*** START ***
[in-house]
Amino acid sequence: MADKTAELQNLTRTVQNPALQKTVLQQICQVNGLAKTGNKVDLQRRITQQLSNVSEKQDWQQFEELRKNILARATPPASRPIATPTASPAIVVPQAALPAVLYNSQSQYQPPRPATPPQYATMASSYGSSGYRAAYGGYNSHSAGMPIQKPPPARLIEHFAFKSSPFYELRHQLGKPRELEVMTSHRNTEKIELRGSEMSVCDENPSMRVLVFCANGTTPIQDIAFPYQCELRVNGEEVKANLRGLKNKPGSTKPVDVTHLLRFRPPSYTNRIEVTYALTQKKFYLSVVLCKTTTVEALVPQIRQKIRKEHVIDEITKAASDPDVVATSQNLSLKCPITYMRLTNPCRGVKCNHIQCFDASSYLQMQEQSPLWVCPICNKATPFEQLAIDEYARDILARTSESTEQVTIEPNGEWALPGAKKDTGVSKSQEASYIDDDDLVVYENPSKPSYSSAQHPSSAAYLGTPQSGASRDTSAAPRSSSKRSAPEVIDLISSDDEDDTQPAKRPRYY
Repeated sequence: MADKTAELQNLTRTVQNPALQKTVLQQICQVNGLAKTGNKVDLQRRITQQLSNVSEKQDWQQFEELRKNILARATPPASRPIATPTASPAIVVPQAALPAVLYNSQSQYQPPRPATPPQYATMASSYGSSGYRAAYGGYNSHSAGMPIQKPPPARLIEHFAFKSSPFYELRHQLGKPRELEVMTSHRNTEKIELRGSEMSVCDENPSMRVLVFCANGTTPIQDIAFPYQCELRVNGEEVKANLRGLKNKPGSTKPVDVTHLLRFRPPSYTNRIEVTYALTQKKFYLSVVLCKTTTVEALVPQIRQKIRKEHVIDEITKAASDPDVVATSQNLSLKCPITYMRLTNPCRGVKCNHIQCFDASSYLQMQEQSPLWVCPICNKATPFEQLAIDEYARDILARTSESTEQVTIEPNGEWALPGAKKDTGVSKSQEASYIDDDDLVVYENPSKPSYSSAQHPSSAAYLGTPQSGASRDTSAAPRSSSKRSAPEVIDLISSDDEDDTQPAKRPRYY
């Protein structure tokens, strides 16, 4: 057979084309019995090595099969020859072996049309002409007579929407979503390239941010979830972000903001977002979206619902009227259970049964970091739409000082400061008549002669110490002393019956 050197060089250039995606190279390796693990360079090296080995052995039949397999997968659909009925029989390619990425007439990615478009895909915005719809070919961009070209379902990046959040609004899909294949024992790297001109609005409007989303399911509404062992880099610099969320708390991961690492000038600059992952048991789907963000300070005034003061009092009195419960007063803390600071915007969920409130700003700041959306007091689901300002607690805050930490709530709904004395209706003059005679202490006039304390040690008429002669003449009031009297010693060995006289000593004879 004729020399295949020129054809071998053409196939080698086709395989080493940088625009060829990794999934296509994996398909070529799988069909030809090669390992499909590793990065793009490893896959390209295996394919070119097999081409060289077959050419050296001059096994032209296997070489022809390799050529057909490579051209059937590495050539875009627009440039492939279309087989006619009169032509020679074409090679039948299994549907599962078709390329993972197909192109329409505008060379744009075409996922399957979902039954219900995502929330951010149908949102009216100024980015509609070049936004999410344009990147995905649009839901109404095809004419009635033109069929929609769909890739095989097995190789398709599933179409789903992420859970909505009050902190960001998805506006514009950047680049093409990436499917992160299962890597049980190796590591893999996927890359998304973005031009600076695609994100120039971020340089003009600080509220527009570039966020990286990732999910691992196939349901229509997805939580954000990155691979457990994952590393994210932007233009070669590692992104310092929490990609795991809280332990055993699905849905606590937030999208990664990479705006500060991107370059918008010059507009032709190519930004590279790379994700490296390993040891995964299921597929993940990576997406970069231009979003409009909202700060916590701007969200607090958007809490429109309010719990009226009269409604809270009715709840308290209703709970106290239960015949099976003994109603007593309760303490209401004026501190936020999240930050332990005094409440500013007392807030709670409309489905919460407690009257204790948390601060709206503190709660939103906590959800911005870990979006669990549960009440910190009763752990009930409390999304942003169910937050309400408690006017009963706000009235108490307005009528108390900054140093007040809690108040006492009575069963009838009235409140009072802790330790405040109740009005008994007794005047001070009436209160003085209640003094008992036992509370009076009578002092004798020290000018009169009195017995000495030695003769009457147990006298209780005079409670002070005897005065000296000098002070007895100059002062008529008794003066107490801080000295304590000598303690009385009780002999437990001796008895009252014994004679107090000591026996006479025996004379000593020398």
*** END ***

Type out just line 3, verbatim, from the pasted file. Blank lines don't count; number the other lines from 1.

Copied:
Repeated sequence: MADKTAELQNLTRTVQNPALQKTVLQQICQVNGLAKTGNKVDLQRRITQQLSNVSEKQDWQQFEELRKNILARATPPASRPIATPTASPAIVVPQAALPAVLYNSQSQYQPPRPATPPQYATMASSYGSSGYRAAYGGYNSHSAGMPIQKPPPARLIEHFAFKSSPFYELRHQLGKPRELEVMTSHRNTEKIELRGSEMSVCDENPSMRVLVFCANGTTPIQDIAFPYQCELRVNGEEVKANLRGLKNKPGSTKPVDVTHLLRFRPPSYTNRIEVTYALTQKKFYLSVVLCKTTTVEALVPQIRQKIRKEHVIDEITKAASDPDVVATSQNLSLKCPITYMRLTNPCRGVKCNHIQCFDASSYLQMQEQSPLWVCPICNKATPFEQLAIDEYARDILARTSESTEQVTIEPNGEWALPGAKKDTGVSKSQEASYIDDDDLVVYENPSKPSYSSAQHPSSAAYLGTPQSGASRDTSAAPRSSSKRSAPEVIDLISSDDEDDTQPAKRPRYY